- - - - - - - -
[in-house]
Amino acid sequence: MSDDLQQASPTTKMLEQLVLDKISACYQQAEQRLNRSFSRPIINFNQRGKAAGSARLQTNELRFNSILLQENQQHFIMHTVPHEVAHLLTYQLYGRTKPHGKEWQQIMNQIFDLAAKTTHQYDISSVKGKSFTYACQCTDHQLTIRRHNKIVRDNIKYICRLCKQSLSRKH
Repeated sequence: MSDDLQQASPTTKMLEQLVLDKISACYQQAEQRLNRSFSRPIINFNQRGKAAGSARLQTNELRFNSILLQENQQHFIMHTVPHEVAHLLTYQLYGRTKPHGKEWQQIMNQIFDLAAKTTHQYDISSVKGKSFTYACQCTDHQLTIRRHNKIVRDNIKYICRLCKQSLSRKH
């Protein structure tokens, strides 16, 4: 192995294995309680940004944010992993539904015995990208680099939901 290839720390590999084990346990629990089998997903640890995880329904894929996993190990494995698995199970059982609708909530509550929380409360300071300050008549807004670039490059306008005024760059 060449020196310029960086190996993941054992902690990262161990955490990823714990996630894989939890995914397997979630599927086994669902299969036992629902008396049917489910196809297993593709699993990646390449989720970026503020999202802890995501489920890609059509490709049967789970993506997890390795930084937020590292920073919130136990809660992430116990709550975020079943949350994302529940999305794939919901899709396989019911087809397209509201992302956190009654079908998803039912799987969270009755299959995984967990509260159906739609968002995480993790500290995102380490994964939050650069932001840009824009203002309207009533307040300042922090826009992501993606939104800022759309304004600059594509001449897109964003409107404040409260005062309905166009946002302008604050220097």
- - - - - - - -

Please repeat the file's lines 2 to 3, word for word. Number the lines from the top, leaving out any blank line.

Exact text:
Amino acid sequence: MSDDLQQASPTTKMLEQLVLDKISACYQQAEQRLNRSFSRPIINFNQRGKAAGSARLQTNELRFNSILLQENQQHFIMHTVPHEVAHLLTYQLYGRTKPHGKEWQQIMNQIFDLAAKTTHQYDISSVKGKSFTYACQCTDHQLTIRRHNKIVRDNIKYICRLCKQSLSRKH
Repeated sequence: MSDDLQQASPTTKMLEQLVLDKISACYQQAEQRLNRSFSRPIINFNQRGKAAGSARLQTNELRFNSILLQENQQHFIMHTVPHEVAHLLTYQLYGRTKPHGKEWQQIMNQIFDLAAKTTHQYDISSVKGKSFTYACQCTDHQLTIRRHNKIVRDNIKYICRLCKQSLSRKH